University of Sheffield
Colin Williams is Professor of Public Policy and joined the Management School at the University of Sheffield in September 2006. Prior to this, he was a professor in the School of Management at the University of Leiceste
Colin’s broad research interests are in re-theorising the nature of economic development and investigating the implications for public policy. Spatially, his interests range across the full spectrum from local and regional economic development in the UK through to the restructuring of western economies, post-socialist societies and the third (majority) world. Much of his work focuses upon rethinking the meanings of ‘economic’ and ‘development,’ which directly feeds into the work of the Centre for Regional Economic and Enterprise Development (CREED). Colin’s particular research interest is in studying the magnitude and character of the informal economy and evaluating different public policy approaches and initiatives for tackling this sphere.
Colin currently serves as Editor of The International Journal of Sociology and Social Policy and the International Journal of Community Currency Research.
Prof Jason Heyes, School of Management
Jason is a Professor of Employment Relations in the School of Management at the University of Sheffield. He is also the Director of the Management School’s Work, Organisation and Employment Relations Research Centre (WOERRC). Before joining the Management School in 2012 he was a Reader in Human Resource Management and head of the Organisation, Work and Employment group at the University of Birmingham’s Business School.
Jason’s main research interest is in the connections between employment relations and HRM, the labour market and public policy. His research has examined the relationship between collective bargaining and vocational training activity and outcomes in the UK and Europe, the impact of the UK’s National Minimum Wage legislation on pay, employment and training, and forms of trade union support for migrant workers. He regularly engages with practitioner and policy audiences and has undertaken research projects on behalf of the Low Pay Commission, the European Trade Union Institute (ETUI) and the International Labour Organisation (ILO). Jason has acted as a technical expert for ILO technical cooperation projects in Turkey, Russia, Azerbaijan and the Ukraine and is regularly invited to contribute to the activities of the ILO’s International Training Centre in Turin.
He is currently researching the consequences of the ongoing economic crisis and widespread austerity measures for employment relations and labour market policy. Specific concerns include changes to employment and social protections and their consequences for firms and workers, the European Commission’s flexicurity agenda, and the implications of the crisis for our understanding of institutional change and the role of the state in employment relations.
Jason is an Associate Editor of the Industrial Relations Journal.
Prof Joanna Shapland, School of Law
Joanna is the Edward Bramley Professor of Criminal Justice at the School of Law, University of Sheffield. A criminologist, between 2009 and 2013, she was the Head of the School of Law. In 2013 she was awarded the Outstanding Achievement Award by the British Society of Criminology.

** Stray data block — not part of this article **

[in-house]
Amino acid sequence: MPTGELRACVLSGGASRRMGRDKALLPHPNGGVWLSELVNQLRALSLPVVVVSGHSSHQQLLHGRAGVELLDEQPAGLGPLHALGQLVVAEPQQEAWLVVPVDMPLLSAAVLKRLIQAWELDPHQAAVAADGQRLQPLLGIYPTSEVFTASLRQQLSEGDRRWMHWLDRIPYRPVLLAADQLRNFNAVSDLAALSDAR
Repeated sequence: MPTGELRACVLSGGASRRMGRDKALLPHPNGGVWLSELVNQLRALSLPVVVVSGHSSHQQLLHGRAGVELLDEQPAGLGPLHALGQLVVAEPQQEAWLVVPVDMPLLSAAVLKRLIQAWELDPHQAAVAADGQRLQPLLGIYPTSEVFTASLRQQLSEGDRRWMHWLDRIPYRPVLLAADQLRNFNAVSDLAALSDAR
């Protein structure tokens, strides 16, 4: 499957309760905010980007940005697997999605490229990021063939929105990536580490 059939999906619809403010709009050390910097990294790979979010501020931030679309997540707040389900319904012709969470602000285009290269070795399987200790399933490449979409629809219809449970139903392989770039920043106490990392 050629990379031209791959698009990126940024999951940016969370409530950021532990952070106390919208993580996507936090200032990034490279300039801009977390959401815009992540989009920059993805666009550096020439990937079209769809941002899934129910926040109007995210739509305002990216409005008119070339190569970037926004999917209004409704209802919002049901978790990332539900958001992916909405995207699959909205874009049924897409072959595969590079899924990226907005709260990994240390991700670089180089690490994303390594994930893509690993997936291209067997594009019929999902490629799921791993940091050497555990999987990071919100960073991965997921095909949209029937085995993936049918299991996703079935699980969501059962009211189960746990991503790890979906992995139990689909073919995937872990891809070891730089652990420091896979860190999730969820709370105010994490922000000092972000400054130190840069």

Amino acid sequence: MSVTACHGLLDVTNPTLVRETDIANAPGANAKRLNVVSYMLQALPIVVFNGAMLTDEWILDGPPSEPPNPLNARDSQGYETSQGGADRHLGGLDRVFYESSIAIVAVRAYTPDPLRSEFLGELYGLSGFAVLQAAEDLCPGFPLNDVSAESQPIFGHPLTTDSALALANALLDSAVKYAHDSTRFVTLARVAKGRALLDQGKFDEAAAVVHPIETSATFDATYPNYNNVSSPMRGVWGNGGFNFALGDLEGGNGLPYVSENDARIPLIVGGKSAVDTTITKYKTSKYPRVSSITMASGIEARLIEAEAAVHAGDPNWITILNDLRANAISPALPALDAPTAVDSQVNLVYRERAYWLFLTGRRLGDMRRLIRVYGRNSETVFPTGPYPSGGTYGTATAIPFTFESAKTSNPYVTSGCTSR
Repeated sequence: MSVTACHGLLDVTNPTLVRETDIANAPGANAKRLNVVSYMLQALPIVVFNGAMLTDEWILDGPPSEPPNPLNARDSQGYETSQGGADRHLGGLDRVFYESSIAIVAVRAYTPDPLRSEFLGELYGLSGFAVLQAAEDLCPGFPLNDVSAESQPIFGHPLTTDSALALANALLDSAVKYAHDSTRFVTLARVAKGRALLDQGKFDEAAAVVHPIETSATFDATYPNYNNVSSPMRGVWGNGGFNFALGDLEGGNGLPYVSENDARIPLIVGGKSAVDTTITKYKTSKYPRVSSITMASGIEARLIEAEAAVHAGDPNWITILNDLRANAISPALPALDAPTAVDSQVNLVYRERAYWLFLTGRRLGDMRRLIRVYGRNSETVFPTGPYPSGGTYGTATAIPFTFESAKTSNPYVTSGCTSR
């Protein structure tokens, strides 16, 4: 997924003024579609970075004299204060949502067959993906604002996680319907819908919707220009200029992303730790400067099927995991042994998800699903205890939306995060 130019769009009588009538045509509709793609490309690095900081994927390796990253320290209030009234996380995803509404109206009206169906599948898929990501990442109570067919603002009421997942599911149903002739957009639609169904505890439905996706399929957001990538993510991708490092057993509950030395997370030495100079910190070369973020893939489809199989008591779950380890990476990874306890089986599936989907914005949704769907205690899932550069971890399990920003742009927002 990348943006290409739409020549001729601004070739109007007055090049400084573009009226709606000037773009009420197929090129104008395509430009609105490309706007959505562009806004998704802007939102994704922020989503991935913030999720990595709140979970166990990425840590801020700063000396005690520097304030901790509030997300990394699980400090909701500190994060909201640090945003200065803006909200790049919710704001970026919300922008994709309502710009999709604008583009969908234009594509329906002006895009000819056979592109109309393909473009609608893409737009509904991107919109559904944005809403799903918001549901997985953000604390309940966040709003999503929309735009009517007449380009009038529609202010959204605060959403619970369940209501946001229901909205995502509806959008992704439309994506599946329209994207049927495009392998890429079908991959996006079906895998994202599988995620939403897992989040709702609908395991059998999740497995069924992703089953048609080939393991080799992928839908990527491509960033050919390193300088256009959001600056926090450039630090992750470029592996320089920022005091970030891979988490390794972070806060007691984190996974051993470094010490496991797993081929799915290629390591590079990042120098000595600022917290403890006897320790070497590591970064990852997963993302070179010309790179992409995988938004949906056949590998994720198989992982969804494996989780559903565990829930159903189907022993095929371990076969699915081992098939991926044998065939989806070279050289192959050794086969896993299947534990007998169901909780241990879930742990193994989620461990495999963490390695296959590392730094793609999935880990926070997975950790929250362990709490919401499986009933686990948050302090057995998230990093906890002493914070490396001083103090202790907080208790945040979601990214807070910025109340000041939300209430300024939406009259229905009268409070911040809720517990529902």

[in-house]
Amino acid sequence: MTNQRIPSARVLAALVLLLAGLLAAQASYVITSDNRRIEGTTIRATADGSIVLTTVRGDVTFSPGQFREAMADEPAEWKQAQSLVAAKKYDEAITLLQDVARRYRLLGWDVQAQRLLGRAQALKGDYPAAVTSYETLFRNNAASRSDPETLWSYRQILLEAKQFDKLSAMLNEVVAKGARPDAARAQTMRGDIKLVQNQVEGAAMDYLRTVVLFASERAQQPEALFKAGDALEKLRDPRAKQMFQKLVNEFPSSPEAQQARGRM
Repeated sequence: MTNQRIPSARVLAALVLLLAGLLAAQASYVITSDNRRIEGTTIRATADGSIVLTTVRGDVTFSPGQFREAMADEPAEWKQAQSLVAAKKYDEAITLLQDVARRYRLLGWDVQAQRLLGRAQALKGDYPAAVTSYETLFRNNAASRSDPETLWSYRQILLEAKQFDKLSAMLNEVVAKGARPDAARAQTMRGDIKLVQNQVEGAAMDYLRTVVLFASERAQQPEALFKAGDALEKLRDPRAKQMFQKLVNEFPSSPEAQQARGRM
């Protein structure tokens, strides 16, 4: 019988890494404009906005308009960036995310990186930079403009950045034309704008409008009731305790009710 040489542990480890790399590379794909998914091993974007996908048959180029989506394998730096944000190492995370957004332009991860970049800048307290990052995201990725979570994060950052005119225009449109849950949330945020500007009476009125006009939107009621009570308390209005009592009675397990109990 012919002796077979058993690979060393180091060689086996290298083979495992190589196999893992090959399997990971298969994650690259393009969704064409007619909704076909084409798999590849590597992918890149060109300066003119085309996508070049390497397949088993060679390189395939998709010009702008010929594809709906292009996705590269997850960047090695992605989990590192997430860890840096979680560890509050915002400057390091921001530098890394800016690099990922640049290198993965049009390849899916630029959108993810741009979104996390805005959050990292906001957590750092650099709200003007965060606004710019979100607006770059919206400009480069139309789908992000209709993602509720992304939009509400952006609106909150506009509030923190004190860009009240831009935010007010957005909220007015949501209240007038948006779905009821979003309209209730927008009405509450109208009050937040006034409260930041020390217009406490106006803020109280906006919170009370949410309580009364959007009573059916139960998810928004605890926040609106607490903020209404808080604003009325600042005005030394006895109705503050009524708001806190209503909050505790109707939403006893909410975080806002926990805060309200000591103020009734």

Joanna’s research interests feed directly into her teaching. At undergraduate level, she has started an optional course on Restorative Justice, which draws from major national evaluation of three big restorative justice schemes in England, as well as her work for the EU on restorative justice trends worldwide. She also lectures on research methods, in Introducing Criminological Research, with a focus on the methods and skills needed to evaluate criminal justice initiatives – she has been involved in large numbers of evaluations for the UK government. At postgraduate level, the module Responding to Crime in Europe looks at how different European countries are meeting the challenges of responding to crime, through prosecution and crime prevention, as well as their services for victims.
Joanna’s research interests span the informal economy, business and crime, desistance, crime prevention and social control, comparative criminal justice, victimisation and victimology and restorative justice.
Currently, she is engaged in research for the National Offender Management Service (NOMS) on what is quality in probation supervision, as well as continuing to analyse how offenders stop committing offences (desistance) and writing on the informal economy.
Member of the Centre for Criminological Research (University Research Centre)
Member of the Centre for Well-Being in Public Policy (University Research Centre)
Member of CRISP – the centre for research on the informal economy.
Lyubo Mishkov is an early stage researcher and a PhD student at the Management School of the University of Sheffield. He holds a Bachelor’s degree in Sociology and a Master’s degree in International Economic Relations from the University of Plovdiv, Bulgaria. After he completed his Master’s degree, Lyubo commenced his entrepreneurship career through establishing two IT consultancy businesses in Plovdiv and Sheffield. Led by his desire to enhance his management skills, he acquired an MBA (with Distinction) from the University of Sheffield. Lyubo is now working on his PhD in Management thesis: Informal entrepreneurship and tax evasion in Bulgaria. His ultimate research interests lie in optimal taxation theory and particularly interdisciplinary applications of Business Intelligence systems in public policy. Building upon his 7 years of experience in providing such systems for business clients, Lyubo is keen to find out their applicability to serve the wider interests of social and economic policies.